Probably the biggest news in the Church world this week was the announcement which all US bishops received yesterday from Cardinal Francis George that finally, after years of preparation, the new English texts for the Roman Missal have been approved by the Holy See and returned to all of the English speaking countries for printing, publication, and promulgation. Cardinal George in his message to the bishops said that in his capacity and role as president of the episcopal conference he was promulgating that the new translation of the texts used at Mass would be utilized starting on the first Sunday of Advent in 2011. So, the long and short of it is that you and I must begin to prepare ourselves for a new translation in English of texts which we have been using at Mass since the early seventies of the last century.
After the fathers of the Second Vatican Council decided that Mass could be celebrated in either Latin or in the language of every country in the world, the English speaking countries founded and financially supported an organization to translate the texts used at Mass from Latin into English. That organization was called the International Commission on English in the Liturgy or ICEL. Latin scholars and English technicians immediately set about to translate the texts used in the Missal on the altar at Mass into the vernacular of every country. There was enormous pressure to change at the time and the translation admittedly was rushed. The translators were allowed by the Holy See to use a translation technique called “dynamic equivalency” in translating which meant that they did not have to translate strictly but could use words and idiom of spoken language at that time. Or to put it more succinctly, both the Holy See and ICEL wished to present a translation which recognized that words change with time and a strict translation might not make sense to the hearer or reader. When published and approved by the Holy See, the translation we currently use served us well but if words can sometimes change and other words pass into disuse, then an updating from time to time was likely.
The bishops of the English speaking world began this updating about fifteen years ago and ICEL produced an absolutely magnificent translation of the Roman Missal which was passed by the US bishops conference by a vote of 235-32. But there was some controversy and the minority complained to Rome that they were not listened to in the debate in the US at least and Rome heard their complaint, refused to accept the new translation, and then amazingly did what the Council documents left to individual bishops’ conferences and changed the rules of translation from dynamic equivalency to a strict adherence to translating the Latin slavishly. The Holy See then ordered a new or third translation attempt, ICEL was radically altered and work begun on the Mass texts which you should be hearing and praying starting next November, 2011. So, for example, the Latin et cum spiritu tuo which we have been rendering as and also with you is now to be and with your Spirit.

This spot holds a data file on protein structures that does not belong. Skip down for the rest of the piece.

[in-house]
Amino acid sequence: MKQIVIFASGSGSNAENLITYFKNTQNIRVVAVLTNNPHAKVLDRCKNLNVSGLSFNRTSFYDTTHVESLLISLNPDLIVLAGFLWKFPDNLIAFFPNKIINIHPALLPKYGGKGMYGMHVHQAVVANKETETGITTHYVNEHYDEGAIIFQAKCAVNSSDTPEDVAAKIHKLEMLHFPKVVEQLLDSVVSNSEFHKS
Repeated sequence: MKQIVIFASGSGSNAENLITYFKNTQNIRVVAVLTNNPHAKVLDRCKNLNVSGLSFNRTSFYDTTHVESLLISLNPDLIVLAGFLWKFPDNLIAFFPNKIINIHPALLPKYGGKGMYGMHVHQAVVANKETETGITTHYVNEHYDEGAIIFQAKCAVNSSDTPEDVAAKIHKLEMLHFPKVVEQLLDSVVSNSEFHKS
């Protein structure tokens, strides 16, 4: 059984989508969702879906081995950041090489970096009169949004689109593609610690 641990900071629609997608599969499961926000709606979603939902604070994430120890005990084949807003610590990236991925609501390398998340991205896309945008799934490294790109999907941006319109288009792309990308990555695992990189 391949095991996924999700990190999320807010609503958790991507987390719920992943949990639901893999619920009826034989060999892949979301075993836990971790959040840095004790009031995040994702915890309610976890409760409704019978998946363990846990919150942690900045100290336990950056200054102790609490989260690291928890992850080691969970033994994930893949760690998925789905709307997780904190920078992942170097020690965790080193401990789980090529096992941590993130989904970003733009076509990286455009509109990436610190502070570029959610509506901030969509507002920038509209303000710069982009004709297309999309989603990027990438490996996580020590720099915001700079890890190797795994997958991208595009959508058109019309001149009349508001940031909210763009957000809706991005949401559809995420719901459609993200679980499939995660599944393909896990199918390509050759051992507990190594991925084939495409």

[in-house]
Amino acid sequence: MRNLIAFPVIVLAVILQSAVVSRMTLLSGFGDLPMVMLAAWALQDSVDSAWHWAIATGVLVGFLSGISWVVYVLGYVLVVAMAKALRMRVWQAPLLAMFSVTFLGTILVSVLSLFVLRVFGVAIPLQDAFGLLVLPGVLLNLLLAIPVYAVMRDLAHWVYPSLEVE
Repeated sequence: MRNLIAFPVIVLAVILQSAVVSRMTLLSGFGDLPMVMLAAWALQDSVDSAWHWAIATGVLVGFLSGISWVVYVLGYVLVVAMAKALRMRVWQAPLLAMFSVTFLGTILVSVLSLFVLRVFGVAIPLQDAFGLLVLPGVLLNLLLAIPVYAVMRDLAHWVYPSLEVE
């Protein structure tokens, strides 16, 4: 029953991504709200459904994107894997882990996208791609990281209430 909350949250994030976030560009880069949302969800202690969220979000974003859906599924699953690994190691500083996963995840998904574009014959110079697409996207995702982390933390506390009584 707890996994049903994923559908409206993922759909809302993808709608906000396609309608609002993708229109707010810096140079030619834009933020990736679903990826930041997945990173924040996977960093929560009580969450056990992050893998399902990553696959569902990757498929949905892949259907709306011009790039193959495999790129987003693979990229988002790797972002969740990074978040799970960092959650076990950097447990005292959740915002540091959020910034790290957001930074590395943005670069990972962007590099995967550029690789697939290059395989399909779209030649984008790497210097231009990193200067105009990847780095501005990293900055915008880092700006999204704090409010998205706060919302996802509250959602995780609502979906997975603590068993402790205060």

The changes which will be asked of our praying communities will not be a terrible burden, I think. They will take some getting accustomed to but so did moving from Latin followed by some Latin/English to total English in the Mass. If the praying Church did it in the late 1960′s and 1970′s, I am confident that the praying Church will do it again. Only time will tell if the new translation to be brought into being in fifteen months will stand the test of time as well as the current translation has. There are words being changed which will require catechesis on the part of all of us. We use the word offering at Mass but we will soon substitute oblation in its place. The latter is a stricter translation of the Latin. We need to teach our children and others the meaning of a word which is not in common parlance. Perhaps no big deal but change always comes with some pain.
The arguments among the bishops of this country on this translation wore most of us down but I can tell you that in the end, the Holy See did listen and accept many of the greater concerns of bishops who were uncomfortable with some of what was being proposed. I am personally at peace with the translation as I understand it will be coming to us and along with our priests, I will do everything I can to welcome this change, make it as palatable as possible, provide the necessary catechesis prior to implementation, and ready the parishes and chapels of this diocese for the First Sunday of Advent in 2011. I shall be returning to this subject often in the coming fifteen months. I hope we will be one of the best dioceses in preparing for and implementing the new missal. Now is the time and it falls to us as it fell to our parents as well as ourselves and our beloved Church in the late ’60′s and early ’70′s. As Christ said, be not afraid.